Cyber-Advances in Railroad Crossing Safety

Until 2014, railroad-crossing collisions had gone down by more than 80 percent since the 1970s. But last year, an uptick in the number of accidents and fatalities led the Federal Railroad Administration (FRA) to partner with Google so that the locations of all grade crossings would show up in their map application. Google plans to add audio and visual alerts to the app’s turn-by-turn navigation feature as drivers become increasingly reliant on using smart phones for directions.

The FRA said that it had also contacted four other map makers—Apple, MapQuest, TomTom, and Garmin—about including similar features in their mapping software or on their devices.

The Department of Transportation has developed its own app, the Rail Crossing Location Mobile Application. However, it doesn’t let drivers know they are about to cross railroad tracks, and it’s also not used much. FRA’s acting administrator, Sarah Feinberg, noted, “What makes sense is to take that data where people are gathering. It makes much more sense for me to share my data with Google, rather than try to get Google users to come to my app. For us, it makes a ton of sense to get that information out there.”

Railroad Crossing Deaths: Nearly One Every Day

Railroad-crossing deaths are not as rare as you might think. Nationally last year (2014), 270 people died in railroad-crossing collisions, up from 232 in 2013. Indiana was fourth nationwide in highway-railroad crossing collisions in 2014, with 123 accidents, 11 deaths, and 50 injuries. According to Operation Lifesaver, an organization dedicated to reducing fatalities on railroad tracks and at crossings, a person or car is hit by a train roughly every three hours in the U.S.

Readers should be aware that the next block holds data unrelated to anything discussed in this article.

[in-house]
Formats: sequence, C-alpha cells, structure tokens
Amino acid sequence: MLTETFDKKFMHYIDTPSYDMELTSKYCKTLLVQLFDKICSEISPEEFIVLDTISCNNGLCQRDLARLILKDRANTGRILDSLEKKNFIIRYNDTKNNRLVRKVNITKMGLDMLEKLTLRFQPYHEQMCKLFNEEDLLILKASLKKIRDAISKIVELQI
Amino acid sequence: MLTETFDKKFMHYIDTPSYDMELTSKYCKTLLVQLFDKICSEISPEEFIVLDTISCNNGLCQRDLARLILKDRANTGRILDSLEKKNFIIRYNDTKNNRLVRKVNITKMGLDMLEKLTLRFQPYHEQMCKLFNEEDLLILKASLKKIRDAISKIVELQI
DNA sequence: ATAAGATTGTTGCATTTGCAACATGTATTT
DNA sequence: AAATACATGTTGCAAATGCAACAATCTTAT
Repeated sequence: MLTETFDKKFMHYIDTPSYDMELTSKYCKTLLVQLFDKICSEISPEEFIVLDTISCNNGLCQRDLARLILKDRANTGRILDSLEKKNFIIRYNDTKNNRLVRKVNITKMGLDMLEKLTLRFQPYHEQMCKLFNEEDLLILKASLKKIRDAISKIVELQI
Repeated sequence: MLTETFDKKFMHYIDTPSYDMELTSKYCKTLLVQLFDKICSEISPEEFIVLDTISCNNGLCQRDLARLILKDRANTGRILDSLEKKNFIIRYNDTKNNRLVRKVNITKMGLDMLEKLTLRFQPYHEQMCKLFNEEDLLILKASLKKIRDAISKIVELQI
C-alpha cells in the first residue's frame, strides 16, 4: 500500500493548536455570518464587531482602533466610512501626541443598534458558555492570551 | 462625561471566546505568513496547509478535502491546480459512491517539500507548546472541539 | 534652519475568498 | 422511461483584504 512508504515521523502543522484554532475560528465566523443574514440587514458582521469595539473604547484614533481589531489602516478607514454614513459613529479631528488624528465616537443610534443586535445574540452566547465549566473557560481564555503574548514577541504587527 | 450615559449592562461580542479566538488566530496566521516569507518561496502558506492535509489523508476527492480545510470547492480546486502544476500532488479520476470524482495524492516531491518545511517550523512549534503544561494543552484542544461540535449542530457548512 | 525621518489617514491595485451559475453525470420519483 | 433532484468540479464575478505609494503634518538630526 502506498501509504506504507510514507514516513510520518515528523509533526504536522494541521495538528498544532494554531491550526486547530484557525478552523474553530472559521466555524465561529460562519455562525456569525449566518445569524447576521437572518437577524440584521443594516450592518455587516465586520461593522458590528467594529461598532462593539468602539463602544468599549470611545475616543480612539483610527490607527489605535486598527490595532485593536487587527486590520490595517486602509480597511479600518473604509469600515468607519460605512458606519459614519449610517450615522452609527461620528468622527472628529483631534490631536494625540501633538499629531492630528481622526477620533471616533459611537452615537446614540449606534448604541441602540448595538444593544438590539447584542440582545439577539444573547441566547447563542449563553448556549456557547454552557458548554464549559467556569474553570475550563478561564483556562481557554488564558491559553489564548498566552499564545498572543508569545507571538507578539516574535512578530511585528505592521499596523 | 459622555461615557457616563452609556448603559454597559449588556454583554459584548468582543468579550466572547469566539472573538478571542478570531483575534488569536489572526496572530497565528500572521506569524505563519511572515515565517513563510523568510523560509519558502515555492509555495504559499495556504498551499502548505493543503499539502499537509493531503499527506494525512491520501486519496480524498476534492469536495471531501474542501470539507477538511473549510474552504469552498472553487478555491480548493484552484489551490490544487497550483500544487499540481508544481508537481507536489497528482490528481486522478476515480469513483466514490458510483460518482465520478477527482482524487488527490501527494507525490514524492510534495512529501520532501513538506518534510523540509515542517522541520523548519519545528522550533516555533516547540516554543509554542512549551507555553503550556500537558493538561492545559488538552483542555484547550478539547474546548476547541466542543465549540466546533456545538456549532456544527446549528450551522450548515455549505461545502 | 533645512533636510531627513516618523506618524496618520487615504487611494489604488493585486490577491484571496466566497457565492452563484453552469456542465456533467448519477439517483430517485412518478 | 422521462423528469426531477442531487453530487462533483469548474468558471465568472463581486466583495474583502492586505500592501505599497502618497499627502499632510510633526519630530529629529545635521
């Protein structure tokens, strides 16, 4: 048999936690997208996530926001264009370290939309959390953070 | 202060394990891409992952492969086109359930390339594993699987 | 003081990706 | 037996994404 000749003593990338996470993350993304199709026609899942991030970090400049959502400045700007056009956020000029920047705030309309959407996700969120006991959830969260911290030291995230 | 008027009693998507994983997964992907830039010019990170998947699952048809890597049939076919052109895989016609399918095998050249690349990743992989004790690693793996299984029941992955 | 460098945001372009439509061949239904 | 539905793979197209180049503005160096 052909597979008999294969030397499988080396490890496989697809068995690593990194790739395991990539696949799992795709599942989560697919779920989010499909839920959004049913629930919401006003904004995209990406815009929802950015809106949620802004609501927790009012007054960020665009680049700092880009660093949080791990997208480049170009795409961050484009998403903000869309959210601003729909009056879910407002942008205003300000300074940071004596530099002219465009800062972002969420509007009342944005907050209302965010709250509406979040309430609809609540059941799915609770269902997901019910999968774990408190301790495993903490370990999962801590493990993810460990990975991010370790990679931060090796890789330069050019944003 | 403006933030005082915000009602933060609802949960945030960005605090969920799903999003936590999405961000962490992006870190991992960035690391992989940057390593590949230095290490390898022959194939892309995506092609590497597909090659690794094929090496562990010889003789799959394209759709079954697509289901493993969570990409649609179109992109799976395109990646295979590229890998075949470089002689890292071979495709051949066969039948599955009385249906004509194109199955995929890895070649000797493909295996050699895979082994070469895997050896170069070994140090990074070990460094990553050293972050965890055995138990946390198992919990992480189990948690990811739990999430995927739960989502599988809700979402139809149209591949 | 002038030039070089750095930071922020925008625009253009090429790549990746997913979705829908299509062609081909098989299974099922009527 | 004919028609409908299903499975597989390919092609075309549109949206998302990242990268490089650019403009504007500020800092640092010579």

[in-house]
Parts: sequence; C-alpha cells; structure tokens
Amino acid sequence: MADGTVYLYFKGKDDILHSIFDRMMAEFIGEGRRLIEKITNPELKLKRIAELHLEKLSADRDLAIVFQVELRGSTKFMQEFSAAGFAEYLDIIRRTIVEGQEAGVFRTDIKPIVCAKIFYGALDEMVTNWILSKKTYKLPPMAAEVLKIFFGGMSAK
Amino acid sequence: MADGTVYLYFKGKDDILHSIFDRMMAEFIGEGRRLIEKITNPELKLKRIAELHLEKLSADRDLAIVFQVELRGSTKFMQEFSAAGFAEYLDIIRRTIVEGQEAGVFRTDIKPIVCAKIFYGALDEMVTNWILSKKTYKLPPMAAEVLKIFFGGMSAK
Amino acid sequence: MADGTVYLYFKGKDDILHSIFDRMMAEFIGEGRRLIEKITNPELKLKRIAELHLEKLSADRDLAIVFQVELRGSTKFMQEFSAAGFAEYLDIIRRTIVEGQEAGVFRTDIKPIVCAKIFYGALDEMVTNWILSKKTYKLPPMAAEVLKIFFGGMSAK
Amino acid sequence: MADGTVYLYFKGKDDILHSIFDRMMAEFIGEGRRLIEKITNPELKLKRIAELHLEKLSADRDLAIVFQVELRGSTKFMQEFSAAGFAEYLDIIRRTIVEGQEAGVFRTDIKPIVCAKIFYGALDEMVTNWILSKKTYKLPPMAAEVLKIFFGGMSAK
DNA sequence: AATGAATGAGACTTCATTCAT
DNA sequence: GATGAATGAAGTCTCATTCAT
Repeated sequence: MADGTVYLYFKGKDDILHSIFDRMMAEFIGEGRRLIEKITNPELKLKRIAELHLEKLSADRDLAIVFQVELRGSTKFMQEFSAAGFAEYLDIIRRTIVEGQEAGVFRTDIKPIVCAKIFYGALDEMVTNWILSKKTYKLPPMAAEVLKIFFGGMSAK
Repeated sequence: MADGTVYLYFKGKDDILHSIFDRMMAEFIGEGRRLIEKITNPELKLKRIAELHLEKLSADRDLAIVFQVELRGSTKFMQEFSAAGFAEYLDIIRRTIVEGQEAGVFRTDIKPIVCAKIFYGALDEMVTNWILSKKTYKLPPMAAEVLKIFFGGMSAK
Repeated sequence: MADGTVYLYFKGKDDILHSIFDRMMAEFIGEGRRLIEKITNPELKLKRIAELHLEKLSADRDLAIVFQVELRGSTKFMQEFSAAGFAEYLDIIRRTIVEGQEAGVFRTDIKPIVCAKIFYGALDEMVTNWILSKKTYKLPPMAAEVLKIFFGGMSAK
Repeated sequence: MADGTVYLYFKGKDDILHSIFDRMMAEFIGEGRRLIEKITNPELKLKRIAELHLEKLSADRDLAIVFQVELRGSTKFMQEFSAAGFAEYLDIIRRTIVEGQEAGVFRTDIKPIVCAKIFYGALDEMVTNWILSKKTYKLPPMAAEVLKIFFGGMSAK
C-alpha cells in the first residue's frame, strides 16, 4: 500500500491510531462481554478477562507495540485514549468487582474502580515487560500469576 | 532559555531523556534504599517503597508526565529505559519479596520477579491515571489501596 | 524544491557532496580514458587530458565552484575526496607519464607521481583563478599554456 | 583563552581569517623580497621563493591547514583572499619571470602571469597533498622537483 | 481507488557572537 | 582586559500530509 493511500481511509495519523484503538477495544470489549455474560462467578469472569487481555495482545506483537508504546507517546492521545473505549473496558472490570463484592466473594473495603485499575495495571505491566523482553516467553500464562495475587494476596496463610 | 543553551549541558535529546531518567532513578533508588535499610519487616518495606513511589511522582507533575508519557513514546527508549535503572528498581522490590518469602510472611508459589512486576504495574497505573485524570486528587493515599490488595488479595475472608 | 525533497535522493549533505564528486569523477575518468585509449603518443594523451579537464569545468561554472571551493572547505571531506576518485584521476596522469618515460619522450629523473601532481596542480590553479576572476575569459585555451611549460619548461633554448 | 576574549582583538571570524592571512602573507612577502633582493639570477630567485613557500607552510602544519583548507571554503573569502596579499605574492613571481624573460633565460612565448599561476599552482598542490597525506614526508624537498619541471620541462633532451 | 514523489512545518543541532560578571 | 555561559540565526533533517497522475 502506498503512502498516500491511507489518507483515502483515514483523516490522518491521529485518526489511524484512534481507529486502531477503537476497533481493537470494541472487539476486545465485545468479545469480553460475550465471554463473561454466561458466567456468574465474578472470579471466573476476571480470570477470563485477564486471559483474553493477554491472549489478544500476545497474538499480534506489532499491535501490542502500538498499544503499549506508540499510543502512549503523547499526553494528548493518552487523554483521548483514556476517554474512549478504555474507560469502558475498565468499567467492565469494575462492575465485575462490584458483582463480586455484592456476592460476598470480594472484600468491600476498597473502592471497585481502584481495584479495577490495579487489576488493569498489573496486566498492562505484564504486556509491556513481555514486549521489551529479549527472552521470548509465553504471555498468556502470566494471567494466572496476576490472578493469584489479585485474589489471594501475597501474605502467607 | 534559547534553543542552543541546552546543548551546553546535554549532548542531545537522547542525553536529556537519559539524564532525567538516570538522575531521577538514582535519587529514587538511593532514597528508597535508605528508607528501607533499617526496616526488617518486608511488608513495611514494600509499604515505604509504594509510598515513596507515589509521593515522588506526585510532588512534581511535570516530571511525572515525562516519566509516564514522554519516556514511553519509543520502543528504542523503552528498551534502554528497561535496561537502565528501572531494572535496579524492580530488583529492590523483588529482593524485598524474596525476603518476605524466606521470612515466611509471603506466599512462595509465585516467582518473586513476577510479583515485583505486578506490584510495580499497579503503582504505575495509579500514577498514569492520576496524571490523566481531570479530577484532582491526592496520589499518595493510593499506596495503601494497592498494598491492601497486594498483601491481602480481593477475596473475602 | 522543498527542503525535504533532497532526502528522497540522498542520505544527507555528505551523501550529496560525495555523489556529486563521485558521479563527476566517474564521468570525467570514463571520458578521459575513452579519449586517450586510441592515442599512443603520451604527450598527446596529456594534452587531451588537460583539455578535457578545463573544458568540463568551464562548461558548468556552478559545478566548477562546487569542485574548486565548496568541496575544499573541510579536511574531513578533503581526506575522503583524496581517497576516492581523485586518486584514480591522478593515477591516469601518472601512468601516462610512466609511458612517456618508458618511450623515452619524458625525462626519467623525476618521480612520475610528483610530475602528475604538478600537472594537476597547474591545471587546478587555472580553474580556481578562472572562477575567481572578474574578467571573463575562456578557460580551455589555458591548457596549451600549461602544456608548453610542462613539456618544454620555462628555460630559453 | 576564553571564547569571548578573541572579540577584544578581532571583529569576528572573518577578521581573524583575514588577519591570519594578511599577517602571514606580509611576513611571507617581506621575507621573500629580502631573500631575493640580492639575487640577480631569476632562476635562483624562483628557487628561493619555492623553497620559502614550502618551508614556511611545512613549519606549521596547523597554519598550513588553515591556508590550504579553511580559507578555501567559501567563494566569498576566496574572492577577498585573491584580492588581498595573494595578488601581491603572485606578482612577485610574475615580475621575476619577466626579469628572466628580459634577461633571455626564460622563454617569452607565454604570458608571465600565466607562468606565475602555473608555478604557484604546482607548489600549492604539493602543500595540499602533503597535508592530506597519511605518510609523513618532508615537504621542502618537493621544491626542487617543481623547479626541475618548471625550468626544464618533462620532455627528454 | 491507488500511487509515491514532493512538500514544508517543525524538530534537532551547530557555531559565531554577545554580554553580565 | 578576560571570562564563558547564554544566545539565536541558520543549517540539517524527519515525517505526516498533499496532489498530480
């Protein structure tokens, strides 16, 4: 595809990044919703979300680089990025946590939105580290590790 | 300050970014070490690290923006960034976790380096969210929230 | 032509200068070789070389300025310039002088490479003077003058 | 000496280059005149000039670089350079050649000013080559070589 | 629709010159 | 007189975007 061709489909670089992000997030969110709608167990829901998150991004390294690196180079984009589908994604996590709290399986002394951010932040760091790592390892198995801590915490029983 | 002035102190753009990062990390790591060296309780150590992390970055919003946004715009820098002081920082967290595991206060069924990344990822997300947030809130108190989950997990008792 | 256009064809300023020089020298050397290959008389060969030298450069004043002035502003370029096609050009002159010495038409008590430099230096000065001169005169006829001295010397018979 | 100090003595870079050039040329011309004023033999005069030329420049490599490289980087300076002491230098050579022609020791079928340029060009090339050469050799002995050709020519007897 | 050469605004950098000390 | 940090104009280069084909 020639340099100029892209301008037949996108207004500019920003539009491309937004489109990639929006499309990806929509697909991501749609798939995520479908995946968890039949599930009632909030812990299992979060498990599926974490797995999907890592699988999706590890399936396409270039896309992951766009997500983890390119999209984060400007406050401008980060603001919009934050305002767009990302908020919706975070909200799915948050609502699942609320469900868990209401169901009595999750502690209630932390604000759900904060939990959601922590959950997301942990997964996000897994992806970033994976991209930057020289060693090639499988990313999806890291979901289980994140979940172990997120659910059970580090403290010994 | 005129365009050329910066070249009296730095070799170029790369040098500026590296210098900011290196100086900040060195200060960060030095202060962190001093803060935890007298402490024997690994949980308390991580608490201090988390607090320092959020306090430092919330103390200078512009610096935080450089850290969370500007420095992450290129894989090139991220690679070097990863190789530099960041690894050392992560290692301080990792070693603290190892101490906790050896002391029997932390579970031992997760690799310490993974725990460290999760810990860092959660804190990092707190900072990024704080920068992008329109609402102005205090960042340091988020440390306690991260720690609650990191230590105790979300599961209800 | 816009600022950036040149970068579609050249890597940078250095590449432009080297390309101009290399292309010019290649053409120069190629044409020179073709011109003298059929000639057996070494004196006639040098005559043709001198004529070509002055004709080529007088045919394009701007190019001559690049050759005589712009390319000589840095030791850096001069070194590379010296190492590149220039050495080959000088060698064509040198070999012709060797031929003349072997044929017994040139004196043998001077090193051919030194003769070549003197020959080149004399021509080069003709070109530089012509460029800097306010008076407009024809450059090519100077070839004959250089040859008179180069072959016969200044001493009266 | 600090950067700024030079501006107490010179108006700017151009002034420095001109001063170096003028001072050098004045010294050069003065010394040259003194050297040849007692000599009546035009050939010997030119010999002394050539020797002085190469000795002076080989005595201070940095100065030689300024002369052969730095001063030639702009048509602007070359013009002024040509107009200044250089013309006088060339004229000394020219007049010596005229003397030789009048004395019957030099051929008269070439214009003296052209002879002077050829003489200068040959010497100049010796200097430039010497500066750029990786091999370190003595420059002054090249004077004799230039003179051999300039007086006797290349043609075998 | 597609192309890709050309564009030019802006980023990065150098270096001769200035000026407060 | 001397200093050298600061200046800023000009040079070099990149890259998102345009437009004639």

These collisions are usually caused by driver error. A driver’s error, however, may be partially caused by a lack of gates and warning lights. Only 36 percent of public crossings have gates, despite the fact that gates are 80 to 90 percent more effective at preventing accidents than the commonly-used “crossbuck” (a white “X” with the words, “Railroad Crossing”). In locations where there are obstructions in the line of sight and no gates or warning lights, it is difficult for motorists to get close enough to the tracks to see in both directions without putting themselves in harm’s way.

Railroad Crossing Lawsuits

Cases exist where there is legal liability by those other than the car’s driver in railroad-crossing accidents. Negligent parties can range from the railroad that owns the train, to the company responsible for the upkeep of the tracks, to the designer or manufacturer, or, in rare cases, to the local county or town.

In Oklahoma, a jury awarded $14.8 million to the family of a man killed in his vehicle at a railroad crossing by a Burlington Northern Santa Fe train. The lawsuit alleged that the crossing was dangerous, with inadequate safety equipment (no flashing lights), and that the train’s crew did not blow the horn, a requirement at all crossings.

We at McNeely Stephenson sincerely hope you will take all possible care at railroad grade crossings.

Serving accident victims in Indiana since 1981.

If you or a loved one has been involved in a railroad crossing accident, call Indiana accident lawyer Mike Stephenson. Mike can take a look at your unique situation to determine whether negligence was involved, and if so, which party was responsible. Keep in mind that in Indiana there is a statute of limitations – or a deadline – for filing personal injury claims, so it is unwise to delay. Don’t lose the opportunity to obtain the money you need to make your family’s future financially secure. Call Mike Stephenson at 1-317-825-5200 or contact us for immediate help. McNeely Stephenson. Trusted advisors. Proven advocates.